Euro crisis be damned: Portugal’s capital city is loaded with style, sophistication, and old-world pleasures. For the ultimate insider tour, we turned to Alexandra Champalimaud, a Lisbon native and the interior designer who recently revamped L.A.’s Hotel Bel-Air and is working on London’s Dorchester. Her first stop? Taberna Moderna (18A Rua dos Bacalhoeiros; $$), a Portuguese and Galician tapas restaurant in the historic Alfama district. Scroll down for more of Champalimaud’s expert picks.
“When visitors can’t fit in my apartment I have them stay at Chiado16 (16-17 Largo da Academia Nacional de Belas Artes; $), a guesthouse perched on a hill in the Chiado district.”
“The wonderfully unfussy Kaffeehaus (3 Rua Anchieta; $$) is the place for brunch. Order a galão (a foamy espresso).”
“I appease my sweet tooth at Pastéis de Belém (84-92 Rua de Belém) a cozy café known for its traditional custard tarts.”
“A new restaurant in the Museum of Pharmacy, Pharmacia (1 Rua Marechal Saldanha; 351/213-462-146; $$) has inventive dishes and drinks. Get the Ibuprofen cocktail, with cachaça and lemon juice.”
Home to some of Europe’s last remaining reindeer herds, Norway’s windswept Dovre Mountains, about five hours north of Oslo by car, now offer a warm and visually stimulating spot for design pilgrims and animal lovers alike: Tverrfjellhytta. Commissioned by the Norwegian Wild Reindeer Foundation and designed by cutting-edge architecture firm Snøhetta, the site appears to be made of weathered driftwood (actually, it’s pine, sculpted by shipbuilders using computerized milling technology). Inside, the organic-looking benches face an expansive glass wall—the ideal perch for taking in a few real-life reindeer games.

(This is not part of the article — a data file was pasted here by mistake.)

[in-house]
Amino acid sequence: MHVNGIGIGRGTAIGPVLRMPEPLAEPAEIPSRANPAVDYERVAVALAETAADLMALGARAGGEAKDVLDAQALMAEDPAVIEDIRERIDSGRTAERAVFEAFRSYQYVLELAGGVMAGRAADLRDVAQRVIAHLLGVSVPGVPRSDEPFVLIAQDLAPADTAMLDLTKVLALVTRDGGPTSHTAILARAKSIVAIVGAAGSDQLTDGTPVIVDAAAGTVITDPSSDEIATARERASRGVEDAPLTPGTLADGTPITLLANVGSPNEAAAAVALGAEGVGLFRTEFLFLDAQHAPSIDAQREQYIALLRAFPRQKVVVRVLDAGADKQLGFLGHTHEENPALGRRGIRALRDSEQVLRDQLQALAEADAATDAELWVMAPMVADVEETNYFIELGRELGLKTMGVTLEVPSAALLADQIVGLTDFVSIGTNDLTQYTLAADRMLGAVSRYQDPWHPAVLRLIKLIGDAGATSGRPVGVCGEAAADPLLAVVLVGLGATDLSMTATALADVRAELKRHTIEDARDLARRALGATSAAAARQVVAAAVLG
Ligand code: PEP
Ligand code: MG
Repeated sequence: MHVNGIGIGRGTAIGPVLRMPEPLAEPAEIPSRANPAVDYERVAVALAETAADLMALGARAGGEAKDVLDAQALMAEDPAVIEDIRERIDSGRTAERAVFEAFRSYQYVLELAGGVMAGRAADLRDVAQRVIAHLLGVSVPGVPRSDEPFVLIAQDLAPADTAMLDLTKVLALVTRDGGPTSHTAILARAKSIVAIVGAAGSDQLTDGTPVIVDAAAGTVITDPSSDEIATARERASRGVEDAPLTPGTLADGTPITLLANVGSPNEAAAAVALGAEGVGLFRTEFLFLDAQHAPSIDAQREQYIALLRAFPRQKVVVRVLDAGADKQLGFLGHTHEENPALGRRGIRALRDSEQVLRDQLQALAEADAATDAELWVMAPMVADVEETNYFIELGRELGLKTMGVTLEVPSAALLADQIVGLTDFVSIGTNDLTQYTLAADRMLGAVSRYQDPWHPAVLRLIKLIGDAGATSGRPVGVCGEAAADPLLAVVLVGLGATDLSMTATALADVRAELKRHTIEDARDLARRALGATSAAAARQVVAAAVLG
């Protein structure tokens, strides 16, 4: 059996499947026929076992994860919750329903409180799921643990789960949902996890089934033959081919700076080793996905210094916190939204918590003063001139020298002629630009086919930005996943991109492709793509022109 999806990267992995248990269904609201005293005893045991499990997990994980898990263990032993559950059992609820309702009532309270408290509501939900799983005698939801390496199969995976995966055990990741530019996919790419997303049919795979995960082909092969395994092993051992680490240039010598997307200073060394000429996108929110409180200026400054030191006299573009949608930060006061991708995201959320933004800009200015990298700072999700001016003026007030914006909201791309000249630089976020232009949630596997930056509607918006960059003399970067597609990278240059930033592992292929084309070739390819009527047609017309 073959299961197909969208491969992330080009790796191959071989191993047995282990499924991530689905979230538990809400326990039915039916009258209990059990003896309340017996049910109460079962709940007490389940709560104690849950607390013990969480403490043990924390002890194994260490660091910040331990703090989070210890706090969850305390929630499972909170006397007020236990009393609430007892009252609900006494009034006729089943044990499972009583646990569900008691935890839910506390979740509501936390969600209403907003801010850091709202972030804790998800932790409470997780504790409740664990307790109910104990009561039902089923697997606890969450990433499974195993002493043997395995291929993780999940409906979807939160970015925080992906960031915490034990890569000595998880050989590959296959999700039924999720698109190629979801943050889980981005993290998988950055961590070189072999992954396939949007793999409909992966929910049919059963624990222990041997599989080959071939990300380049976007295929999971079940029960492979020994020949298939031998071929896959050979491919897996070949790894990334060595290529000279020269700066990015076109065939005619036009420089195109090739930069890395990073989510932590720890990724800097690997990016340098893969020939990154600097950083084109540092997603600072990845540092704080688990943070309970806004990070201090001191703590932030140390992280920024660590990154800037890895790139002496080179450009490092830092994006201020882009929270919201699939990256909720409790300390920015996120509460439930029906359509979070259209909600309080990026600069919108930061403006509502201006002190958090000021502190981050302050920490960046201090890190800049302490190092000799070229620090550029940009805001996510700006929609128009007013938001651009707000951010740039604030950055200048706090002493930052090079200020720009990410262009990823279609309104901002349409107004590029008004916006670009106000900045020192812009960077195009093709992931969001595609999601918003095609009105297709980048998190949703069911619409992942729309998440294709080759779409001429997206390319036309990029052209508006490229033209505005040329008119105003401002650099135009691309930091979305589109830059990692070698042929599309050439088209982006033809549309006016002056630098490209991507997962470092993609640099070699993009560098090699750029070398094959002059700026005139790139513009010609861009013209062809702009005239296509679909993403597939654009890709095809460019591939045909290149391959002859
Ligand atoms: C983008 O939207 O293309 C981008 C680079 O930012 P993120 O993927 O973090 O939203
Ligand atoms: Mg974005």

Photo courtesy of Snohetta / Ketil Jacobsen
Thoughtful design makes travel better, shaping everything from fashion and luggage to hotel rooms and city skylines. Now we want to know what inspires you.
The 2013 Design Awards winners, representing 12 categories, will be chosen by a panel of outstanding experts in their fields. Jury members include architect Deborah Berke; chef and restaurateur Marcus Samuelsson; designer Reed Krakoff; Deyan Sudjic, director of London’s Design Museum; Stephen Burks, design director for Readymade Projects; interior designer Alexandra Champalimaud; and author and style maven Amy Fine Collins.
Last year’s winners included 25hours Hotel HafenCity in Hamburg, Germany (Best Large Hotel); Harpa Reykjavík Concert Hall & Conference Center in Reykjavík, Iceland (Best Performance Space); and Sur Mesure par Thierry Marx and Camélia restaurants at Mandarin Oriental, Paris (Best Restaurant).
If you’re excited about something that we should consider for the 2013 awards, please drop us an email at firstname.lastname@example.org or fill out an application here. The deadline for nominations is Monday, October 1.
The winning entries will be published in our March 2013 issue.
Can’t get higher than this: the world’s new tallest tower Tokyo Skytree opened in late May, and tickets to its lookout are still sold out for months (if you’re in the mood for some elevation, we’d recommend booking a ticket now). At 2,080 feet, the building serves not only as an observation deck and restaurant but a broadcast tower to relay television and radio signals. Be careful up there! The observation deck has already had to close temporarily due to storms and extreme weather.
Jennifer Chen is Travel + Leisure's Asia correspondent.
Photo by MASANORI YAMANASHI / AFLO / Nippon News / Corbis